How to measure sports performance> Back to story
How to measure sports performance
Sports performance is a complex factor to measure, as Science Group Leader Roger Hurst explains:
We have developed three human exercise models through which we monitor exercise performance and recovery. Each model is defined to mediate biochemical events we might be interested in monitoring, e.g. oxidative stress (e.g. a 30-minute row) or muscle damage (e.g. repeated eccentric leg extensions) using a Biodex computer muscle testing machine which also allows us to look at muscle force production dynamics. Depending on the exercise we also ask volunteers to undertake separate exercises to assess performance (e.g. the running beep test).
We take and handle samples depending on what we might be specifically targeting in the trial. We typically take blood samples (venous puncture or ear prick) before, during and after the exercise. We measure biochemical markers of oxidative stress (e.g. protein carbonyls), muscle damage (e.g. creatinine kinase), and indicators of muscle metabolism/performance (e.g. lactic acid). We are able to measure, from the blood, indicators of muscle inflammation and changes in immunity (e.g. immune cytokines). We can also isolate the immune cells from the blood and we assess their functionality by measuring cytokine responses, receptor expression and functional responses (e.g. oxidative burst) to challenges applied to the cells in the laboratory.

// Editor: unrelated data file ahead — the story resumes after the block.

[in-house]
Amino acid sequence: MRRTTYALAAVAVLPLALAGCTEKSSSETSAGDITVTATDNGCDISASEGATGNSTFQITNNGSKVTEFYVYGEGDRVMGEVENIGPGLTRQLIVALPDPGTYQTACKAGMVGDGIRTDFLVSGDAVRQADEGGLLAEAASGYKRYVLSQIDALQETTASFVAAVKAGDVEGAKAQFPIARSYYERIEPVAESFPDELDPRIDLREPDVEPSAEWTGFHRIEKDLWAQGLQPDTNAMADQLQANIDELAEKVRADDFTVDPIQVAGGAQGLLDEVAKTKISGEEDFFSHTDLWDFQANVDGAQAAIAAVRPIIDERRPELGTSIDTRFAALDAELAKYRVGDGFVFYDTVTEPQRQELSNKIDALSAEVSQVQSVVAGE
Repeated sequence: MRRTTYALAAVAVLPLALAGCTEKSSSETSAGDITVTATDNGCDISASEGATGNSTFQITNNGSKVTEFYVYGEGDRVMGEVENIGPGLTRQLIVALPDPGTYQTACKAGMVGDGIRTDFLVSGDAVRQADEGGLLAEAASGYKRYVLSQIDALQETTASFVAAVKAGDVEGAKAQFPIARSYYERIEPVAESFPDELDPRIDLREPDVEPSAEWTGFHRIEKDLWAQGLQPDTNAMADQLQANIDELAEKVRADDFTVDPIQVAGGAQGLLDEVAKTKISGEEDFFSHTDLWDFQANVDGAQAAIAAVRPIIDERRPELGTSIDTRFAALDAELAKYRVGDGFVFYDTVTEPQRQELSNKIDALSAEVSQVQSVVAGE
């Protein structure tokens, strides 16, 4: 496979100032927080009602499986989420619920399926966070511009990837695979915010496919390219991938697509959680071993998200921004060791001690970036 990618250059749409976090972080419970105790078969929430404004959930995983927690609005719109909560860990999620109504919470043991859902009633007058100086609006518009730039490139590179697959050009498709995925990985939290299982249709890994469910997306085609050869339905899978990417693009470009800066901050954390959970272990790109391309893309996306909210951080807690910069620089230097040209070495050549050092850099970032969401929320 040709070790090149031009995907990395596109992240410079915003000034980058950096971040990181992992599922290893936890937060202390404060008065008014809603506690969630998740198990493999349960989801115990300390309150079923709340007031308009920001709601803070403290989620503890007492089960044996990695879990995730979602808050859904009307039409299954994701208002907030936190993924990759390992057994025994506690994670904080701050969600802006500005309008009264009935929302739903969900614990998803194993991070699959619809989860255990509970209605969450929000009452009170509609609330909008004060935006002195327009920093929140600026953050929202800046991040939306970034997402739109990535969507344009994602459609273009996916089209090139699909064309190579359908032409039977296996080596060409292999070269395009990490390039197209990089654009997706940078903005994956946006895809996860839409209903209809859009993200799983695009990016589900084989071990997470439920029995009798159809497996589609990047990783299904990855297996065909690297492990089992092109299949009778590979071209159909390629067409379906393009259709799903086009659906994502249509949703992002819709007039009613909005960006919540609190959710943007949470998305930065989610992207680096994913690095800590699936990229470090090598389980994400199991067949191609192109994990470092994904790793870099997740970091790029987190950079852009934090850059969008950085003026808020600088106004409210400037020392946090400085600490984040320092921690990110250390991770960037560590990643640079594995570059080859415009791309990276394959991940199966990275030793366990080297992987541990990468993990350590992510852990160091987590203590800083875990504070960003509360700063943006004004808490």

Additionally, we have the capability in Plant & Food Research to measure the major compounds of fruits and vegetables and their metabolites in blood from volunteers who have consumed products of interest – this gives us valuable insights into the profiles of potential active molecules.